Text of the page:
B. A believer with the gift of giving has the capacity to give of his substance to the work of the Lord or to the people of God consistently, liberally, sacrificially, and with such wisdom and cheerfulness that others are encouraged and blessed (McRae).
C. Barnabas perhaps had the gift of giving (Act 4:35-37) but Ananias was the antithesis (Act 5:1-11) of the gift of giving.
D. All believers are exhorted to give regularly (1Co 16:2a), proportionately (1Co 16:2b), generously (2Co 9:6), purposefully, not grudgingly, and cheerfully (2Co 9:7-8).
VI. THE GIFT OF EXHORTATION (Rom 12:8)
A. “Exhortation” from parakaléō, lit. means to “call” (kaléō) “alongside” (pará), or encourage (Act 15:31), comfort (2Co 1:3-4 cp. Joh 14:16), and appeal (Rom 12:1; 2Ti 4:2; Tit 1:9).
B. Differing from teaching in that it is an appeal for action, exhortation is the practical aspect of a preaching [or teaching] ministry. Some are given a special gift in this work, enabling them to lead Christians into the active realization of the will of God (Walvoord). [Italicized mine.]
C. Exhorting involves encouraging, comforting, and admonishing people...teaching may or may not involve exhortation, and contra wise exhortation may or may not involve teaching (Ryrie).
D. Barnabas, “Son of Encouragement” (Act 4:36 - paráklêsis), had the gift of “exhortation” (cp. Act 15:35-41; 2Ti 4:11). All are believers are to encourage one another (1Th 5:11; Heb 10:25).
VII. THE GIFT OF EVANGELISM (Eph 4:11)
A. The gift of evangelism, from euaggelizō, means to announce the good news.
B. The evangelist has the capacity to present the gospel with exceptional clarity and an overwhelming burden (McRae).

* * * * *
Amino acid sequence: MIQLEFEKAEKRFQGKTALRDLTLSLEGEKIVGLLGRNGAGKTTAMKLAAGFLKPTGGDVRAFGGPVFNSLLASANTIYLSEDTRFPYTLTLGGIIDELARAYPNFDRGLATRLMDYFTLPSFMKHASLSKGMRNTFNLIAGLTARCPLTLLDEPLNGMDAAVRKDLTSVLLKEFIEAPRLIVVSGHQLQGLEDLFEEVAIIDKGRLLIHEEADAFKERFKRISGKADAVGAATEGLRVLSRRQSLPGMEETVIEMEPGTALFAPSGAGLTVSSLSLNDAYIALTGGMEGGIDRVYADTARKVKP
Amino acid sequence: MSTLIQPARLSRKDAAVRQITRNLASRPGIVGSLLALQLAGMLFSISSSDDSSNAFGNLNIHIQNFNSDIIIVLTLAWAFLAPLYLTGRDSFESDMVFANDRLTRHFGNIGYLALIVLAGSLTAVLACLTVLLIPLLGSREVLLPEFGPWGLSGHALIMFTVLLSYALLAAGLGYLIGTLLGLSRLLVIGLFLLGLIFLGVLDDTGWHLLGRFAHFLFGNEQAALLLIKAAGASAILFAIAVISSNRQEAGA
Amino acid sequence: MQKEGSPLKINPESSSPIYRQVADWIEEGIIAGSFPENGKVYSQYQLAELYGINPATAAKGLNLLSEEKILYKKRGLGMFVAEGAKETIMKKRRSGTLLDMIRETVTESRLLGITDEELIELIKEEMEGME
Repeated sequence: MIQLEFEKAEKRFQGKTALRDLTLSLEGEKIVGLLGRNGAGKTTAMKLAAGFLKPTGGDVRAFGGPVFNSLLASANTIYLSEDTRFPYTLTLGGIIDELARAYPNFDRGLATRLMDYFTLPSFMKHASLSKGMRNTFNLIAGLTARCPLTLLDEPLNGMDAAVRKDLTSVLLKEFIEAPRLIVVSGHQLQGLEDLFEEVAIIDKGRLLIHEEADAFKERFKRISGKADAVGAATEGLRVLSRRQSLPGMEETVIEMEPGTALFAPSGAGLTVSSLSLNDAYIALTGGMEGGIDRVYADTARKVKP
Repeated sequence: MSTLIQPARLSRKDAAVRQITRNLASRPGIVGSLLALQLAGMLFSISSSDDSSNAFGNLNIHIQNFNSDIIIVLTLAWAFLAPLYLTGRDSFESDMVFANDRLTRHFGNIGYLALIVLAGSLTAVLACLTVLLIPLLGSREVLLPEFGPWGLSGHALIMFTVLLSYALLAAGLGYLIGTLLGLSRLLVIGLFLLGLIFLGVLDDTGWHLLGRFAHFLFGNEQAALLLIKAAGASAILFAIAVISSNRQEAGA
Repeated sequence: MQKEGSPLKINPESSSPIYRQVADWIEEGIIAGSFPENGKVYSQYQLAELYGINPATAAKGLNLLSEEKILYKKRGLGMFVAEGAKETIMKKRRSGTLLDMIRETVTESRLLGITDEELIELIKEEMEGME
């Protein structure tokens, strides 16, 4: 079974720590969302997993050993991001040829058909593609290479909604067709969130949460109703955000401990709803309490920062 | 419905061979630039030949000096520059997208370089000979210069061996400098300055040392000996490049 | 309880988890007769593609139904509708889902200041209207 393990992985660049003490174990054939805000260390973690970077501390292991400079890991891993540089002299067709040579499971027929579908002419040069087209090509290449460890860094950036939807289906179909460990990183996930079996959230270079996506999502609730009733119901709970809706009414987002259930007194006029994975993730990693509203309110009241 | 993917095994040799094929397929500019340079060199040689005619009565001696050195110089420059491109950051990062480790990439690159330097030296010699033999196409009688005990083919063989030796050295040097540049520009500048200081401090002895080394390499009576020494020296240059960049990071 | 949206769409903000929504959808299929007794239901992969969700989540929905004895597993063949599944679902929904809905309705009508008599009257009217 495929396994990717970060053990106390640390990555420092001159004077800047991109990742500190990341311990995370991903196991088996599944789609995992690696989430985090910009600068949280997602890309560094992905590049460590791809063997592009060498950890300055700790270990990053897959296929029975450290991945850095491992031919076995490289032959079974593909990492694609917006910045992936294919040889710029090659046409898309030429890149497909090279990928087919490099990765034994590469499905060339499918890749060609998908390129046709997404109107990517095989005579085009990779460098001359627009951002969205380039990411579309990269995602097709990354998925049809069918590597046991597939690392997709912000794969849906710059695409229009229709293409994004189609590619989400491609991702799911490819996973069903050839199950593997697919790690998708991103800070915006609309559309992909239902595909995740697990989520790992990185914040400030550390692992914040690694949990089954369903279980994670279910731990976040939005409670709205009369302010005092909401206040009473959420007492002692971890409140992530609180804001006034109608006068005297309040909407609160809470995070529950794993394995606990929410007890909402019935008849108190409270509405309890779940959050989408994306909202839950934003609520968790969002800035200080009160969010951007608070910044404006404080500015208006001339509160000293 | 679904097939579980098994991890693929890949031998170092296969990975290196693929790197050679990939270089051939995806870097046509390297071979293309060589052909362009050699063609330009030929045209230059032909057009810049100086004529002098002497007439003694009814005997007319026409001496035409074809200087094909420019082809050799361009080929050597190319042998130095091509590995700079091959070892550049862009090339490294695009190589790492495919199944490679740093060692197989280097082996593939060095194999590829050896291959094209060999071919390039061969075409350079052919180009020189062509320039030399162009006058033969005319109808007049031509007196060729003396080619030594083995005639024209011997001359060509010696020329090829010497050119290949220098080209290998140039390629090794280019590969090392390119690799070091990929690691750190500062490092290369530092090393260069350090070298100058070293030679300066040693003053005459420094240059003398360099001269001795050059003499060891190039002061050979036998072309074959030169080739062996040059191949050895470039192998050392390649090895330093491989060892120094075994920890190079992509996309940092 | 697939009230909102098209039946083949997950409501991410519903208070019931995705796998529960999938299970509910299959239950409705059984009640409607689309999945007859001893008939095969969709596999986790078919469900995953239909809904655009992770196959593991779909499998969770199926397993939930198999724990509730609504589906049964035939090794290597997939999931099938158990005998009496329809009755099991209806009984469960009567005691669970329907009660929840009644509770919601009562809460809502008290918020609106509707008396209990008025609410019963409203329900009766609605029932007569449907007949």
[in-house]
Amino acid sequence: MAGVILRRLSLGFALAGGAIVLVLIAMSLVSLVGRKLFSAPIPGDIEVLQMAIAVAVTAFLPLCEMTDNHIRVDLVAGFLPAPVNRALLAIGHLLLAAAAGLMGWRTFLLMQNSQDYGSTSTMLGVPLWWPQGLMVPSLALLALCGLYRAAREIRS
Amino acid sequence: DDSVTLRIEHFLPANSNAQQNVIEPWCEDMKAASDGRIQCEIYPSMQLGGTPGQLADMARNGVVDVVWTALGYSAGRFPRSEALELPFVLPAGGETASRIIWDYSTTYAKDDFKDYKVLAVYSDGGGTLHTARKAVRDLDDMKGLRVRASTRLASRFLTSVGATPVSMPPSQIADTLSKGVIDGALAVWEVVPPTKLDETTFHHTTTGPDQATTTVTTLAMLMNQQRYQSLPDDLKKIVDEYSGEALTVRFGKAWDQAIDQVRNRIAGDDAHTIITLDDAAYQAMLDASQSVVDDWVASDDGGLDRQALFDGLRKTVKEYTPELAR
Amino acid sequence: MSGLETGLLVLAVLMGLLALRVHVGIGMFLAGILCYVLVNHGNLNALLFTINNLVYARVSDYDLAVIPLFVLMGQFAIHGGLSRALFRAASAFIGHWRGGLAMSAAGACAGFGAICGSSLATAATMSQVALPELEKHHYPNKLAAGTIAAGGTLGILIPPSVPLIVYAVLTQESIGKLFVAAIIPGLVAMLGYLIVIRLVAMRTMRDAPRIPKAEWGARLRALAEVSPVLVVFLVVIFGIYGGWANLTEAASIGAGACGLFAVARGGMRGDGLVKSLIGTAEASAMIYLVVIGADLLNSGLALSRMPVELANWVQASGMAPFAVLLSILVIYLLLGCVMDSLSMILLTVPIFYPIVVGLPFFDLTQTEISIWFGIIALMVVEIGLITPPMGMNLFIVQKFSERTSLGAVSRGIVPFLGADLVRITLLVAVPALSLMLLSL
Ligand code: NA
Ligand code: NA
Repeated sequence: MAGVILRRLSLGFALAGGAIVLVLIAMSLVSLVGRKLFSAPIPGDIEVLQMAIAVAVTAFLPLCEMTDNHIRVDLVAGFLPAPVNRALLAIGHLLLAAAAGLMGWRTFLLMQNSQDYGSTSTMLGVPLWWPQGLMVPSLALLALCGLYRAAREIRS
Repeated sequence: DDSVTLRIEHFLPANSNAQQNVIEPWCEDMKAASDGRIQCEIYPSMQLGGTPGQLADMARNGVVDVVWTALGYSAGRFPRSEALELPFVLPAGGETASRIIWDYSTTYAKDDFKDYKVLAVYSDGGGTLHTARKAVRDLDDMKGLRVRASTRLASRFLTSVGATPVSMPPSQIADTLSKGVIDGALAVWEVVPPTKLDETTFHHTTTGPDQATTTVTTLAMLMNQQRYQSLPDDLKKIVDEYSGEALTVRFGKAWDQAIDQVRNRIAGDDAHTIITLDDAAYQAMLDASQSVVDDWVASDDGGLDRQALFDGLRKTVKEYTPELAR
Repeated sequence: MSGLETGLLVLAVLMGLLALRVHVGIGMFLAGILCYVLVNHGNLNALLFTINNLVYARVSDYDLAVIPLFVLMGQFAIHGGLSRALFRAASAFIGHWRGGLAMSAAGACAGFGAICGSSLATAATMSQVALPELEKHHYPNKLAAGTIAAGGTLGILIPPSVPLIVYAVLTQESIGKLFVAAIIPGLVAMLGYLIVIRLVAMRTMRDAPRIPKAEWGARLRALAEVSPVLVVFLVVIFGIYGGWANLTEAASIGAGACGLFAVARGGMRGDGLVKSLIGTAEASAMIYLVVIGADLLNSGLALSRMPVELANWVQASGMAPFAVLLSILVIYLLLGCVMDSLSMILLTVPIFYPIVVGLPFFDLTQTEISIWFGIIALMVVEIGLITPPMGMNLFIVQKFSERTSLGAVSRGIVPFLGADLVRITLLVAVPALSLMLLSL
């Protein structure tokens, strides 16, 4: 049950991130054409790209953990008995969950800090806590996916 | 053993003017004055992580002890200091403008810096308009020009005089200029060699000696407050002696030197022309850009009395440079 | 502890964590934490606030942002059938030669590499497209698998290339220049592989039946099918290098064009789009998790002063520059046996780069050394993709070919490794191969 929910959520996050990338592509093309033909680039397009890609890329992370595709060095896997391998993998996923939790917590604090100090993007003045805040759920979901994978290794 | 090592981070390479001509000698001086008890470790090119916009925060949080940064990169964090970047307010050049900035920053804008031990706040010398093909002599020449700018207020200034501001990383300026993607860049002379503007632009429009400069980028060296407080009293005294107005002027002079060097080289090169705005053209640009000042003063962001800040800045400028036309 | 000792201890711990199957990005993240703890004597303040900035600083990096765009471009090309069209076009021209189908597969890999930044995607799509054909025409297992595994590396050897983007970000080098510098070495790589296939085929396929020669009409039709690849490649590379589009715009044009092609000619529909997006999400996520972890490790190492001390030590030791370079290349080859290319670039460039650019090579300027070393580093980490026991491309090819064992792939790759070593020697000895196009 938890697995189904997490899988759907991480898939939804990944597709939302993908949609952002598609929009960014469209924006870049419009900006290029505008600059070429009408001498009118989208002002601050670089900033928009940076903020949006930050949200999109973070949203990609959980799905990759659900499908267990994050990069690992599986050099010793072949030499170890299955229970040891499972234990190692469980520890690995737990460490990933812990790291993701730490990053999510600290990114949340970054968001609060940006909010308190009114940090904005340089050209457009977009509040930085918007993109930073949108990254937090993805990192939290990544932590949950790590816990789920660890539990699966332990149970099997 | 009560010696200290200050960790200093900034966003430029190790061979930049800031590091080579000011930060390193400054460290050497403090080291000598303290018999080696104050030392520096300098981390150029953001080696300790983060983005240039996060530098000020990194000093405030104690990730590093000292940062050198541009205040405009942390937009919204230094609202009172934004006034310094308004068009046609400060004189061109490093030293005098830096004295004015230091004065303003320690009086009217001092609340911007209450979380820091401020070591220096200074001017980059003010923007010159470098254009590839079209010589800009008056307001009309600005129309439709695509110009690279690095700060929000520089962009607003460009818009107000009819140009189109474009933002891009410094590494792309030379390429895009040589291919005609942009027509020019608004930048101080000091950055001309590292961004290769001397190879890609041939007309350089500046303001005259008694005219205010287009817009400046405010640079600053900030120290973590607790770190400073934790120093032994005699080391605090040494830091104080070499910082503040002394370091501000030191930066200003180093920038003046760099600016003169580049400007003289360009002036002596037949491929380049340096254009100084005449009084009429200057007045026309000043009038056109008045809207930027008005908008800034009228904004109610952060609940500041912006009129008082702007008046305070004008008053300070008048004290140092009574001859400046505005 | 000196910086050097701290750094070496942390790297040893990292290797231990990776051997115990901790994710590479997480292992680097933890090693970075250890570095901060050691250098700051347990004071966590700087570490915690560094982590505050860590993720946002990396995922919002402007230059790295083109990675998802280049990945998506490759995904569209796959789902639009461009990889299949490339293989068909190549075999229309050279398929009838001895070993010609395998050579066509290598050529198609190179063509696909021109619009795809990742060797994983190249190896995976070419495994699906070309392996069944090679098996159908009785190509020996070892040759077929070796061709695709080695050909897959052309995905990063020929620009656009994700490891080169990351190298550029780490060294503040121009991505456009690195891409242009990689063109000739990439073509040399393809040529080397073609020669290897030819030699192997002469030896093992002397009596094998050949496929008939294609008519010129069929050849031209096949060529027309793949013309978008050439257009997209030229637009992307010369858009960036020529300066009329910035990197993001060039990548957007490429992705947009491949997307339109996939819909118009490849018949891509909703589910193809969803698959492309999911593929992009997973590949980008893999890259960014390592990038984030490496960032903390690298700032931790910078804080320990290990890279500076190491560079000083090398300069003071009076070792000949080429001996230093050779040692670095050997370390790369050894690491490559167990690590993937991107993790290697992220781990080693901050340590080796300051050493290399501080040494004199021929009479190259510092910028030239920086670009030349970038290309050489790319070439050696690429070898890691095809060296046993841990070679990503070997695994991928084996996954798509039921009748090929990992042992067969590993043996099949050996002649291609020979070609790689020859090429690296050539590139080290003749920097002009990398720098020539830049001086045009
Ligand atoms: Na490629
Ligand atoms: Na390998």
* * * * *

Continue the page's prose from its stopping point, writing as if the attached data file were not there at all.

C. The evangelist is the special proclaimer of the good news that God was in Christ reconciling the world to himself (Billy Graham).
D. Paul had the heart of an evangelist (Rom 1:16; 15:20) and Philip was an evangelist (Act 21:8).
E. All believers are commissioned to Evangelism (Mt 28:19-20), ambassadors of Evangelism (2Co 5:18-20), and co-laborers in the church’s ministry of Evangelism (Acts 2:47).
VIII. THE GIFT OF TEACHING (Rom 12:7; 1Co 12:28; Eph 4:11)
A. The Greek word "teacher" is didaskalos and means one who teaches, but also is a title for “Master/Teacher”, the Jewish equivalent being "rabbi" ("my great one" Joh 1:38).
B. A person with the gift of teaching will ...have a keen interest in the personal study of the Word... [and will] have the capacity to communicate clearly the truths and applications of the Word so others may learn and profit (McRae).
C. Apollos is one of the greatest examples of the gift of teaching (Act 18:24-28), being “mighty in the Scriptures” teaching them “accurately”, “boldly”, polemically, and “powerfully”.
D. All believers are to teach in one way or another through discipleship (Mat 28:19-20 cp. Tit 2:1-5) and spiritual leadership (1Ti 3:2). It is a sign of maturity (Heb 5:12) and the Holy Spirit’s ministry (Joh 14:26; 1Jo 2:27).
IX. THE GIFT OF PASTOR-TEACHER (Eph 4:11)
A. Pastor-teacher is a combined gift (“teacher” is anarthrous and without the conjunction de).
B. The Pastor-teacher is a “shepherd” (poimen) and a “teacher” (didaskalos). He is one who tends the flock of God through teaching the Word of God.
C. One with the gift of pastor-teacher has the God-given ability to feed, lead, and give heed to the flock of God. One may be a gifted teacher without being a pastor, but one may not be a pastor without being a teacher. These are two aspects of one gift (McRae).
D. Jesus is the Great Shepherd (Heb 13:20; Mar 6:34). Paul was the great example (1Th 2:7-13).
A. It would be someone whose passion, emphasis, and ministry are to study and expositionally teach God's Word in the local church in order to equip and edify the saints (Eph 4:11-16; Joh 21:15-17).